The Trump administration’s tax reform bill is on everybody’s mind this week, or will be soon if the complex piece of legislation goes through and is passed into law. But very few Americans understand the actual long-term implications that it will have on different economic segments of the population.
In this article, we outline the key points of the tax reform bill as it affects various segments.
The broader aspects of the tax cuts have been out for a while now, but until the bill was unveiled on Thursday there hasn’t been any detailed description of the plan. From a bird’s eye view perspective, the tax plan aims to cut corporate taxes and consolidate benefits such as child credit for individuals, the standard deduction and personal exemptions. It will, if passed into law, also eliminate or reduce individual deductions, as well as eliminate estate tax and the alternate minimum tax.
At a corporation level, it’s important to understand that owners of “pass-through” businesses such as limited liability companies (LLC), partnerships, sole proprietorships and S Corporations will enjoy a new low tax rate, and one of the beneficiaries of lower tax rates is none other than President Donald Trump, via The Trump Organization. In addition, eliminating estate tax on high-value properties will immensely benefit the president and other wealthy individuals as well. Trump is already worth over $3 billion, and the proposed tax changes could make him even wealthier.
Still on the matter of pass-through businesses, data from the U.S. Department of the Treasury shows that such corporate entities, on average, pay federal taxes amounting to about 19 percent of owners’ individual incomes. In contrast, owners of C corporations pay about 32 percent of their income in federal taxes. The problem here is, pass-through businesses like Trump’s employ more than half the U.S. private sector workforce and account for 37% of the total private sector payroll.
In general, pass-through businesses are mostly small to medium-sized companies, but not necessarily, as with The Trump Organization.
Another problem with the tax reform bill in its current form is that it offers disproportionately huge benefits to wealthy Americans. That’s because they benefit the most from the proposed corporate tax cuts, and they can easily exploit pass-through tax rates by setting up dummy corporations. In addition, people who earn over $400,000 and up to $1 million per year will see a significantly lower top income tax rate.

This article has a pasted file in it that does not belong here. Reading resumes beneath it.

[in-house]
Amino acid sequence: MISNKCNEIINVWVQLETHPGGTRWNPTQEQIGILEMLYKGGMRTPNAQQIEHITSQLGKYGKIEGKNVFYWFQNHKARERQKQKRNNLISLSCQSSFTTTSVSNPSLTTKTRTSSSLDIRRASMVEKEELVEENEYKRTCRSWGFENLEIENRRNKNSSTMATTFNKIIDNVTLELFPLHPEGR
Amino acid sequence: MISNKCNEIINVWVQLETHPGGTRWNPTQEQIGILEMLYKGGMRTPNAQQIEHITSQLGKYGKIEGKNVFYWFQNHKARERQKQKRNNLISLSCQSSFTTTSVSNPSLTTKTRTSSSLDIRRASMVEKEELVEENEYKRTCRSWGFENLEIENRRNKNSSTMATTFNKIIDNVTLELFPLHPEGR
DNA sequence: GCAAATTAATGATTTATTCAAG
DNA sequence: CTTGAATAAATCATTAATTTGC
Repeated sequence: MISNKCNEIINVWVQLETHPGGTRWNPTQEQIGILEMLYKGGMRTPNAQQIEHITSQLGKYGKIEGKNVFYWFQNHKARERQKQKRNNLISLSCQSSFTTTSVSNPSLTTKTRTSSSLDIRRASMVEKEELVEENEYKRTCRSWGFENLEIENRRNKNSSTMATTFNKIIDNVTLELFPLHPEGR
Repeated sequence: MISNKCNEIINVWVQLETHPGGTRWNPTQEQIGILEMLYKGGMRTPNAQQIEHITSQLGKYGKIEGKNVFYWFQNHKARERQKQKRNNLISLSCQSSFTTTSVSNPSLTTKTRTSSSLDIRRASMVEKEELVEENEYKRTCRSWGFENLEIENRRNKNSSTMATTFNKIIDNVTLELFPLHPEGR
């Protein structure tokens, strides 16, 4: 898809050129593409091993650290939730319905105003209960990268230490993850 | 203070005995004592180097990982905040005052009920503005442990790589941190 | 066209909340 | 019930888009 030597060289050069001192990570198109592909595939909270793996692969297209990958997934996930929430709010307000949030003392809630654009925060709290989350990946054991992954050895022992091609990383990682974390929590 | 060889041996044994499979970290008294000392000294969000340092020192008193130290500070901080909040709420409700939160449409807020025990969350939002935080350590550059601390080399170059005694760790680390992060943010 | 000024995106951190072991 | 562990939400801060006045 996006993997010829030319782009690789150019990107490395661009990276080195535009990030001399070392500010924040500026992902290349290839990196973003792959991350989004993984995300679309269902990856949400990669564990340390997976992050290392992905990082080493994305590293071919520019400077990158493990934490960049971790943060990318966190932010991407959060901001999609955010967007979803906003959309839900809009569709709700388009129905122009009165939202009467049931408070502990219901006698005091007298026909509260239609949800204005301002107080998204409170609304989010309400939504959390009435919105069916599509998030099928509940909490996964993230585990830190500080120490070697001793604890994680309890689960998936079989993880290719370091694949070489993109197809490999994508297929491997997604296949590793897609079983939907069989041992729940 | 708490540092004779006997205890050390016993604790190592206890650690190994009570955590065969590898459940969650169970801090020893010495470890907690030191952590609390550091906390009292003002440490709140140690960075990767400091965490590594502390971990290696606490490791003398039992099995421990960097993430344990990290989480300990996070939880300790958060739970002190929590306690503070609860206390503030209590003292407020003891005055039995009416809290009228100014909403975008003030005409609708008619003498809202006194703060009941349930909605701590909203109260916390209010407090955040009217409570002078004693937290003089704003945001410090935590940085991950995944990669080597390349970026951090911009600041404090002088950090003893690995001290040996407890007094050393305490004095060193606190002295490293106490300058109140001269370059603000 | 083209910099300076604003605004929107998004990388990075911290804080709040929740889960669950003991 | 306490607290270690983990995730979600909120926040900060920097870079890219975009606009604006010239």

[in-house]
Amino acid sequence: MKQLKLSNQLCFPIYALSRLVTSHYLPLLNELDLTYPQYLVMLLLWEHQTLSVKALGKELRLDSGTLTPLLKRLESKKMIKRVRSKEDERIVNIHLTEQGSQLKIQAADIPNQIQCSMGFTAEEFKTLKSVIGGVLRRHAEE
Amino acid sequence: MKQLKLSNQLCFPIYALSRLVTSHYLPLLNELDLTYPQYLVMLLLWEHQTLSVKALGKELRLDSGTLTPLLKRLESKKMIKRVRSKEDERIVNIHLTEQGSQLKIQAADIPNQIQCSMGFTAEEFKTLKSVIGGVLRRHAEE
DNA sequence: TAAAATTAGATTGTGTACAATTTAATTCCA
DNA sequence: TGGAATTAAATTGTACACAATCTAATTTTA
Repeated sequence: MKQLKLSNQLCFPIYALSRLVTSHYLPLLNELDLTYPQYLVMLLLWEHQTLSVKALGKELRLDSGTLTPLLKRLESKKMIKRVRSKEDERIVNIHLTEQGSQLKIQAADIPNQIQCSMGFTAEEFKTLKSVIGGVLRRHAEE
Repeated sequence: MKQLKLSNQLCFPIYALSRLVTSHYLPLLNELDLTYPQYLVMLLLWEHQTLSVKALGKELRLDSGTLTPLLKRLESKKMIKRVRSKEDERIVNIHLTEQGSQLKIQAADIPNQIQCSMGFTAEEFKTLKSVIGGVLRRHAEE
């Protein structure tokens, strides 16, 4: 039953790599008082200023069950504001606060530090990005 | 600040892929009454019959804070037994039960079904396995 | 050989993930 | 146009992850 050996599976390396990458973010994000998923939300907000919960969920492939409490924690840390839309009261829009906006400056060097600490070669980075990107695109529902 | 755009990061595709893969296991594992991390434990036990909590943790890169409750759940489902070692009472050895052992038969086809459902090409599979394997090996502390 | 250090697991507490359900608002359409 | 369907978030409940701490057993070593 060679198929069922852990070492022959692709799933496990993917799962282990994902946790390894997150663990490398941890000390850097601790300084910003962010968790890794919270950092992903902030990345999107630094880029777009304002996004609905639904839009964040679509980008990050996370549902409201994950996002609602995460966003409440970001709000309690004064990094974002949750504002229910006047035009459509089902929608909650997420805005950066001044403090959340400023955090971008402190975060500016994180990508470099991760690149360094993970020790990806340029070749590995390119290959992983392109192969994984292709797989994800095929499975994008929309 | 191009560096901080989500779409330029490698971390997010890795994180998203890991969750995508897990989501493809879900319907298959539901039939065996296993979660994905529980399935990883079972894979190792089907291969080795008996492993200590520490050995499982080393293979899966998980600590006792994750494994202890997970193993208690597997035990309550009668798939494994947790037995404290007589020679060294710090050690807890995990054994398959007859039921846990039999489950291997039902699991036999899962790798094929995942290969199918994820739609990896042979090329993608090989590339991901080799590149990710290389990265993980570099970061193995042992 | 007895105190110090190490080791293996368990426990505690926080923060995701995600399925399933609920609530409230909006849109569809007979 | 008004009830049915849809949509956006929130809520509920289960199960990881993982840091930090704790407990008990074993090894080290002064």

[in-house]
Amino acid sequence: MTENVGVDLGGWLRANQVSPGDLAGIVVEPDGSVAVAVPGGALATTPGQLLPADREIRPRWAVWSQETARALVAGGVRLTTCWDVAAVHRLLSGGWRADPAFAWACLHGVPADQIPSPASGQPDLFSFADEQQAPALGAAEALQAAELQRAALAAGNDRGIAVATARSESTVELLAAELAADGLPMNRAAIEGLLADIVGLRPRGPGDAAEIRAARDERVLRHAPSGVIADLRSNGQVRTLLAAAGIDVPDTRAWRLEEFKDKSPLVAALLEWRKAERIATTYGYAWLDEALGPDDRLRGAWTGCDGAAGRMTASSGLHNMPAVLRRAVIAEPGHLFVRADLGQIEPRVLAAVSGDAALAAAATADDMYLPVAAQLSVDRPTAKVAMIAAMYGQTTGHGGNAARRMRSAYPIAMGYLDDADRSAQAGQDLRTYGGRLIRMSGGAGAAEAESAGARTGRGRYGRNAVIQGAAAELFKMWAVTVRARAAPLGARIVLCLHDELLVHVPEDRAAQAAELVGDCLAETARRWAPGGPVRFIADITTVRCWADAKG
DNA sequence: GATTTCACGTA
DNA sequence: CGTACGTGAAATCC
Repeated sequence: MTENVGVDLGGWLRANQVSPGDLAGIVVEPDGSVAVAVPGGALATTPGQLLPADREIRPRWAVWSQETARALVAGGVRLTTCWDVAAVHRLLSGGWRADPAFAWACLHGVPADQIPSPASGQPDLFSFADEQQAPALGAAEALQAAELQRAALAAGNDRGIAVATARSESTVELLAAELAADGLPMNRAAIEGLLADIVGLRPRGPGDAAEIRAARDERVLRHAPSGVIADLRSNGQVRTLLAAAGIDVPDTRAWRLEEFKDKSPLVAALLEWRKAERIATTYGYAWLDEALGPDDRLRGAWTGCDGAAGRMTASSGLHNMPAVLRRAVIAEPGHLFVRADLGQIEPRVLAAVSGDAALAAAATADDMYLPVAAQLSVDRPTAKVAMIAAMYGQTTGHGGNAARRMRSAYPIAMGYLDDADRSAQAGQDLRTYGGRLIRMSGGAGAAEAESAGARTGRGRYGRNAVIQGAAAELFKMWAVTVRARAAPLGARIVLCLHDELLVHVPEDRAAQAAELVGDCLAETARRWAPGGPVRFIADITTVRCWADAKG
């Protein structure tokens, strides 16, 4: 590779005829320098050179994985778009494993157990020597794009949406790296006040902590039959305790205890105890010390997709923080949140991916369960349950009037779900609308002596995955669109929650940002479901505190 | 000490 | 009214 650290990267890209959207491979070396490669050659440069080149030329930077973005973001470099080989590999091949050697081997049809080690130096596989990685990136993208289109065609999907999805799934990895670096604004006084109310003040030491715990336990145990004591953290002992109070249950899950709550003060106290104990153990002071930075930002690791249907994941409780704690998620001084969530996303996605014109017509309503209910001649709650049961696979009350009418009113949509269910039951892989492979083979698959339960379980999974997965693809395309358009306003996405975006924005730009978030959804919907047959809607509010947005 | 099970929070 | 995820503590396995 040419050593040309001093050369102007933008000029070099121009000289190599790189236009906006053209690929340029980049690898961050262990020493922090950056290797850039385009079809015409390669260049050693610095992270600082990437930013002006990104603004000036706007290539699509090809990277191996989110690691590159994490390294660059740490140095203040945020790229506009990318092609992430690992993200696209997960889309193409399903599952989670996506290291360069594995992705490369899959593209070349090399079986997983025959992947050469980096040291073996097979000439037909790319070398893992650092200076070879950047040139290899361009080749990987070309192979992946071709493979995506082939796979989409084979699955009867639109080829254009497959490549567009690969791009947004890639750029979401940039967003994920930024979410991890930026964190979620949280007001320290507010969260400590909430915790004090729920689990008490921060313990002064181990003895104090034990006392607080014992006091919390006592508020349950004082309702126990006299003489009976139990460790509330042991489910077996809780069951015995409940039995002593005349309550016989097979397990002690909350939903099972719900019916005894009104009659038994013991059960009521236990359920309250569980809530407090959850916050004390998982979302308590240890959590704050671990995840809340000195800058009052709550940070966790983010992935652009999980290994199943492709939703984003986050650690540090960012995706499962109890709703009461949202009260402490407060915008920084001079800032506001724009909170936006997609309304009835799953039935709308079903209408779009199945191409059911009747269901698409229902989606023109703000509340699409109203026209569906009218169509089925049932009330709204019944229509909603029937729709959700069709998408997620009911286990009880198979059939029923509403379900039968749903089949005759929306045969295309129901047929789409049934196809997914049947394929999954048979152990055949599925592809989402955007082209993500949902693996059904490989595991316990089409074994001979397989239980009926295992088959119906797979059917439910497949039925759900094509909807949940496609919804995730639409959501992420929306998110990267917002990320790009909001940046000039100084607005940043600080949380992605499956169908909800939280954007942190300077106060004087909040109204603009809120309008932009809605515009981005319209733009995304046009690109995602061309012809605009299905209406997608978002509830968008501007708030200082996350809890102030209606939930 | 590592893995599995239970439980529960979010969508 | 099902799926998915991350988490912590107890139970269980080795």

How Does the Tax Reform’s Proposals Affect Other Economic Segments?
So far we’ve only talked about corporations and the wealthy. What about the poor families of America? They were supposed to get a tax cut from a change in refundability calculations for the child tax credit. However, that’s nowhere in the bill in its current form. That credit is now only available for households making $3,000 or more. Moreover, American citizens whose parents are undocumented immigrants will be denied the child tax credit.
For those looking to buy homes, the proposed new limit on mortgage interest deduction could somewhat dampen their enthusiasm to buy a new home, and the fallout effects will hurt construction companies, lending institutions, real estate agencies and so on. That said, it could be offset by individual tax rate cuts, but the overall effect on the housing and related markets could be detrimental.
Additionally, residents of blue states could end up paying higher taxes if state and local income and sales tax deduction is eliminated, as the bill proposes. Wealthy individuals who currently benefit from these deductions, however, are likely to have their increased tax rates offset by other tax cuts in the tax reform bill that favor the wealthy.
The Joint Committee on Taxation has scored the bill as costing $1.51 trillion over the next 10 years. It’s a sizable increase, but that’s approximately what the House/Senate budget has allocated for the bill.
Overall, individual tax cuts will cost the Treasury about $3.3 trillion, offset by individual tax increases in other areas, which will save $3 trillion. Another $1.2 trillion will be saved by proposed business tax increases, while business tax cuts will cost $2.2 trillion. The net effect is a $1.5 trillion increase over a ten-year period.
In conclusion, the bill is very likely to undergo major changes. One of the reasons is the deficit increase we’ve just seen. Legislation that increases the federal deficit in the long run cannot pass with just the 51 votes, per Senate rules. That means it’ll need Democrat support to hit the requisite 60 votes, and the Republicans haven’t even started courting the Democrats on this.
At least we now have a view of what the GOP wants. From here on out, it’s a question of negotiating on the nuts and bolts of various cuts and increases until the deficit can be accounted for, or enough support can be garnered from the Democrats for the current version of the Republican tax reform bill.